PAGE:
Donald Trump keeps winning Republican Party primaries. He could be America’s next president. It’s a sobering thought.
But Trump is not alone. Europe is filled with populist parties, old and new.
It’s too simple to decry a proto-fascist wave, as feared by some alarmists. In fact, most of his Republican competitors were far more aggressive and irresponsible on foreign policy than Trump. Normal folks simply are tired of being viewed as problems to be solved rather than citizens to be engaged.
In the U.S. it doesn’t much matter who people vote for. Government will expand. New regulations will be issued. More tax dollars will be spent. Additional wars will be started. The only certainty is that the views of those who vote will be ignored. Much the same governing consensus dominates Europe.
At the same time, the governing class protects itself. The response of this ruling class to public challenge only increases popular anger and frustration.
This doesn’t mean the principles under attack in America and Europe are illegitimate. I rather like advanced industrial capitalism, globalization, diversity, immigration, and much (though certainly not all) of the modern liberal catechism. At issue is the ruthless campaign to not just defeat political opponents but delegitimize contending viewpoints.
Real tolerance requires hearing and debating ideas despite disagreeing with them. While there are some beliefs which appropriately fall beyond the bounds of normal discourse, the number in that category must be kept extraordinarily small. Fear of economic and cultural change does not qualify.
If opinions are barred from civil debate, they will emerge in uncivil action. If it proves impossible to debate issues in the usual political channels, advocates will push their views more loudly and offensively in other ways. The result is Donald Trump in America and a gaggle of dubious, sometimes creepy politicians across Europe.
What to do now, after the forces of populism, nationalism, and more have been unleashed?
First, popular concerns need to be acknowledged and addressed. While globalization, immigration, and trade are economically beneficial, the advantages are not shared equally. All have a stake in what their nation is and what it becomes.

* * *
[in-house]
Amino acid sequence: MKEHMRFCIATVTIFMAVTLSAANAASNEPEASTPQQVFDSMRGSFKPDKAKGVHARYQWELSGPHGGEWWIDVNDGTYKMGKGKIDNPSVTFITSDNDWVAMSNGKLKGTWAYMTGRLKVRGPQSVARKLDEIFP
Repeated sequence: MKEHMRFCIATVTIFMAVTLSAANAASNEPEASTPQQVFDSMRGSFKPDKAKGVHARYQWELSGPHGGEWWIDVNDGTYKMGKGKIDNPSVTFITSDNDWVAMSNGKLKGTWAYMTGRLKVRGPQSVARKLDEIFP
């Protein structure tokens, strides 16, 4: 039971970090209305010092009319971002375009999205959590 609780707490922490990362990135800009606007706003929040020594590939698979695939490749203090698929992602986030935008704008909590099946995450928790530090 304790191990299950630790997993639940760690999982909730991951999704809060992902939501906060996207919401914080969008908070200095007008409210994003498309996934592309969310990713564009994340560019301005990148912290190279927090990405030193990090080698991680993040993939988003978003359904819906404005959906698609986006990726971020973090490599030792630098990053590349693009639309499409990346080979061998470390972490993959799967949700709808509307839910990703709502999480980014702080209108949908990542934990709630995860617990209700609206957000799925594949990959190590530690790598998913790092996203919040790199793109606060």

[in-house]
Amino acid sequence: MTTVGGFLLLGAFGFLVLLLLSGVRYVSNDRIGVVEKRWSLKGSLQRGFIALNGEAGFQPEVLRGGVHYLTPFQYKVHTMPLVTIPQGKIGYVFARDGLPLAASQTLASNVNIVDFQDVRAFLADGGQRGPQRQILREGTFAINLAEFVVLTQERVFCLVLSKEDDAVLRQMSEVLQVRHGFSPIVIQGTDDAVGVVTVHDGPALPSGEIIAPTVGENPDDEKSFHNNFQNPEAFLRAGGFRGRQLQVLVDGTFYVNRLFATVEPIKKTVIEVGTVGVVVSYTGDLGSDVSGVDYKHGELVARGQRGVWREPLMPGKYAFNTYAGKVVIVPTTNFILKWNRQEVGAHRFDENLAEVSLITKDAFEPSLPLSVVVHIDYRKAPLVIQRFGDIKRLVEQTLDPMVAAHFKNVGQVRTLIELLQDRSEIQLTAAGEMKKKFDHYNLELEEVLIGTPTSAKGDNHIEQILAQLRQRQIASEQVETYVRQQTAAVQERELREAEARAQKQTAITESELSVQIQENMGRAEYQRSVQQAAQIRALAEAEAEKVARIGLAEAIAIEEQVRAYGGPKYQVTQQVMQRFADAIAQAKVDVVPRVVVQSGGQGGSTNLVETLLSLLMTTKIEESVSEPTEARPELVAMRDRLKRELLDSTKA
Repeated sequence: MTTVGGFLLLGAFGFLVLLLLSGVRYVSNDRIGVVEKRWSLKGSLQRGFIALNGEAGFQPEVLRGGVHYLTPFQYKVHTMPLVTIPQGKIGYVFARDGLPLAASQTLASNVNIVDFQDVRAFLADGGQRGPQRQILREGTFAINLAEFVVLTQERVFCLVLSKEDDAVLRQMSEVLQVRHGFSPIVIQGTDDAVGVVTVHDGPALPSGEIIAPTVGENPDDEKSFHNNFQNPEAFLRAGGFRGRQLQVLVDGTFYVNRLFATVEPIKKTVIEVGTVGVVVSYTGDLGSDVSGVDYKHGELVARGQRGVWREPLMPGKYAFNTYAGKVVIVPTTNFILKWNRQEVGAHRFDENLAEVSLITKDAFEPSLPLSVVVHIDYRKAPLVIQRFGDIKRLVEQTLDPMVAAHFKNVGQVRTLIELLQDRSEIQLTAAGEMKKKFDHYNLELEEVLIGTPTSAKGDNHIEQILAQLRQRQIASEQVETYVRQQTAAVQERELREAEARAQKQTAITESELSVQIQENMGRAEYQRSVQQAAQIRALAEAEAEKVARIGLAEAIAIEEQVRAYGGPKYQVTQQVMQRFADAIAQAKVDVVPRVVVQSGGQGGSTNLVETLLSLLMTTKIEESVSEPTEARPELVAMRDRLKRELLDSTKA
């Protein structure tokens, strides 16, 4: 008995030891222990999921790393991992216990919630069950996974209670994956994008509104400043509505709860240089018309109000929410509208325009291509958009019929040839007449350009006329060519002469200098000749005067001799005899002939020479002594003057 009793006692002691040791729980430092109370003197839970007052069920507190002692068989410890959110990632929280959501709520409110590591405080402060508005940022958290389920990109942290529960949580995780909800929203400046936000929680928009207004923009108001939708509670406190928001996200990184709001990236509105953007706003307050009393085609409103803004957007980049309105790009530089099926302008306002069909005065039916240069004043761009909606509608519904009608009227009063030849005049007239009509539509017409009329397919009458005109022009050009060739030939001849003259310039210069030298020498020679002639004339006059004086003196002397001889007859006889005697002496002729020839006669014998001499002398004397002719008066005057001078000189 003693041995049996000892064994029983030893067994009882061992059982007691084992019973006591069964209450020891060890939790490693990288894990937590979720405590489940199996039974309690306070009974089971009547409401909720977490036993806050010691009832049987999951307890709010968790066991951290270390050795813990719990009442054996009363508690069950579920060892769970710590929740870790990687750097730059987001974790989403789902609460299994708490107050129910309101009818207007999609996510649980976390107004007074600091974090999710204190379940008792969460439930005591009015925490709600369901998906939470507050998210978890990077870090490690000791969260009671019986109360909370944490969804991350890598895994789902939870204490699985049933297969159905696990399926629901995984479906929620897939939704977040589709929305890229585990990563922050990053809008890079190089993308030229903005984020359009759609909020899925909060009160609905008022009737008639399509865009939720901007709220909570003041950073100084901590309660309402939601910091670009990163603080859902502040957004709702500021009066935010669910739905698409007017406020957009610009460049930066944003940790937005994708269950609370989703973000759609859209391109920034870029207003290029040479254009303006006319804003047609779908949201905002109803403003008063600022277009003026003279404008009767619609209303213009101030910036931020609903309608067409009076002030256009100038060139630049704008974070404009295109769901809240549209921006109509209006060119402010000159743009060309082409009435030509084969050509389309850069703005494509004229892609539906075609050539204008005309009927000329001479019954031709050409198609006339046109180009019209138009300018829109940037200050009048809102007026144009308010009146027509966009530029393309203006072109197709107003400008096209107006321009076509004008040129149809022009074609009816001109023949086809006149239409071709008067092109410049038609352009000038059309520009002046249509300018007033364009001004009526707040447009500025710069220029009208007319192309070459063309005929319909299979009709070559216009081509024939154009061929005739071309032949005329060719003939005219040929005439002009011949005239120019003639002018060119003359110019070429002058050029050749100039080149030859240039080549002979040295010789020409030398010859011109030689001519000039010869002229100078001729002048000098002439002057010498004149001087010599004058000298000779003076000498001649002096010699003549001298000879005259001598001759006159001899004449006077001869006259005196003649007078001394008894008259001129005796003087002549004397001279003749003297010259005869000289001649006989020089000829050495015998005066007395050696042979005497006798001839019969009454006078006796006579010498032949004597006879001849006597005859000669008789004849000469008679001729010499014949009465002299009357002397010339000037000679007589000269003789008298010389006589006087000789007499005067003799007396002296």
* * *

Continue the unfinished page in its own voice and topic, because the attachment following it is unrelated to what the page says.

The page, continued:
Second, the political process needs to be made more responsive to popular concerns. While populism tends to be undemocratic in its expectation of overriding all competing interests, it arises at least in part in response to the normal political system’s refusal to consider disfavored interests. That doesn’t mean turning republicanism into majoritarianism, but protecting republicanism from elitism.
Third, parties within the legitimate realm of debate—say populist, not fascist—should be brought into government when appropriate. Matthew Goodwin of the University of Nottingham explained that stigmatizing disfavored parties discouraged moderation and compromise. In contrast, “parties that were not excluded but were allowed to participate in the wider party system tended, over time, to move away from more extreme positions.”
Fourth, policies should be adapted to assuage strong public pressures without abandoning fundamental principles. For instance, to encourage public acceptance of immigration “reform” compromise is necessary, such as legalizing work by undocumented aliens while setting aside citizenship as an option.
Fifth, issues should be depoliticized and withdrawn from the electoral process. People should be left alone whenever possible. Government should not be used as a tool to remake a recalcitrant public.
Sixth, expanded economic opportunity is essential. As I point out on Forbes, “Lesser educated and skilled people are suffering. American policymakers must confront public schools which don’t teach, revamp federal taxes which cut U.S. competitiveness, and eliminate business subsidies which reward political rather than economic entrepreneurship.”
Seventh, people need to find new venues for dialogue. As the center disappears from politics and contending parties grow more estranged, people need other forums to be reminded of their common humanity and interests.
No one knows when the latest populist political wave will break. It is essential to respond to the concerns animating the angry middle.